Brief Encounters Reviews

Dr. Halo IV

Publication Details:
Publication:“PC Plus”, UK
Date:March 1993
Product Information:
Title:Dr. Halo IV
Author:Media Cybernetics
Supplier:EB Graph Ltd.
Phone:081-904 2231/2
Price at time of publication:£95
Fact Panel:
Display Types:Hercules/CGA/EGA/VGA/MCGA
Issue Disks:3.5″
Minimum Hardware:HD / 512k / Mouse
Other Hardware:LIM/XMS/Scanner/Tablet
Dr. Halo IV
Gradient Area Fills and Drop Shadows on text can be created easily.

Brief Encounters: Dr. Halo IV

If you’ve bought a mouse which isn’t from either Microsoft or Logitech, it’s likely that it includes a version of the Dr. Halo Paint program. Dr. Halo IV is now available in its own right, and aims to provide a full set of image handling tools at a budget price. In addition to the main Paint program, Dr. Halo IV includes a font editor, screen capture program, image viewer and format converter, and slide show generator.

The most useful new features in Dr. Halo IV are gradient fill facilities, and the ability to read and write .PCX files. Other improvements include virtual paging to allow creation of pictures larger than the screen; better memory handling; more extensive colour palette editing; and better font handling.

Installation is quite flexible: users can choose to install either the full suite of programs, or individual sections if disk space is tight. Once the files are on the hard disk, the Setup program configures Dr. Halo for specific hardware. Setup could be better: it doesn’t attempt to analyse the hardware, so users will need to know details like which VGA chipset is inside their machine; and devices such as tablets require manual patching of the configuration files. However, a good range of hardware is supported, and Setup can be run again later if you don’t get it right first time.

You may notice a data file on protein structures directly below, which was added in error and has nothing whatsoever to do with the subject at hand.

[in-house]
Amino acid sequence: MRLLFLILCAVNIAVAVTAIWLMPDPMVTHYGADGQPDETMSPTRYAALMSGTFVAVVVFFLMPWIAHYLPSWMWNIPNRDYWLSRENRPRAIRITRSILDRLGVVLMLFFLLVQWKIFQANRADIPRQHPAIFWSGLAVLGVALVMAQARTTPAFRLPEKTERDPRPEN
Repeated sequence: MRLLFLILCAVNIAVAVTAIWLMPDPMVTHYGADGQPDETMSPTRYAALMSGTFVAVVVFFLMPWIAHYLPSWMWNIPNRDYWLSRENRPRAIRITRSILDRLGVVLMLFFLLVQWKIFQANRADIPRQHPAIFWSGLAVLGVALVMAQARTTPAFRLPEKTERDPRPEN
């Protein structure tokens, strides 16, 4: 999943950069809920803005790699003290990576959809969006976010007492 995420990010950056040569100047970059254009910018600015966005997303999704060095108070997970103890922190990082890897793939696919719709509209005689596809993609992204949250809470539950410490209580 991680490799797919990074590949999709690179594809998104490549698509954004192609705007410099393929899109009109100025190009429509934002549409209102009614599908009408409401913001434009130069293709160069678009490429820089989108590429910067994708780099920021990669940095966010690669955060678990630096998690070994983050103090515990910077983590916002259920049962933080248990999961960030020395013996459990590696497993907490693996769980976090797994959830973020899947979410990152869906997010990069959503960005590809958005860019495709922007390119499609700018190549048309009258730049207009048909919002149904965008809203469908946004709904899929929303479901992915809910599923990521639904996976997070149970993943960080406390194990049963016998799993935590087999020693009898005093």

Dr. Halo IV is MS-DOS based, so has to create its user interface without Windows or GEM’s internal menu- and icon-building facilities. The result is a mixture of features copied from other environments, such as scroll bars and icon toolboxes, and details which are unique to Dr. Halo. Despite this, the program is easy to get to grips with, and the facilities provided go some way beyond the likes of Windows Paint. Speed needs improving however: screen redraws and command changes seemed to be unexpectedly slow.

The documentation consists of a single spiral-bound soft-cover manual. with comprehensive reference sections for the various programs and configuration options. It also contains a good tutorial section, which is short but clear, and introduces some impressive effects early on to tempt users to find out more. The manual also has a collection of useful tips and tricks, which again help the novice to produce worthwhile images quickly.

Dr. Halo IV appears to be a useful improvement on its predecessor, providing a good collection of tools for manipulating images at a reasonable price. Windows-based products tend to offer a prettier user interface and some have better facilities, but MS-DOS users working on a tight budget should consider this program seriously.

Tim Baty



  • Low Price
  • Good selection of image-handling tools


  • Slow
  • Tricky configuration with some hardware
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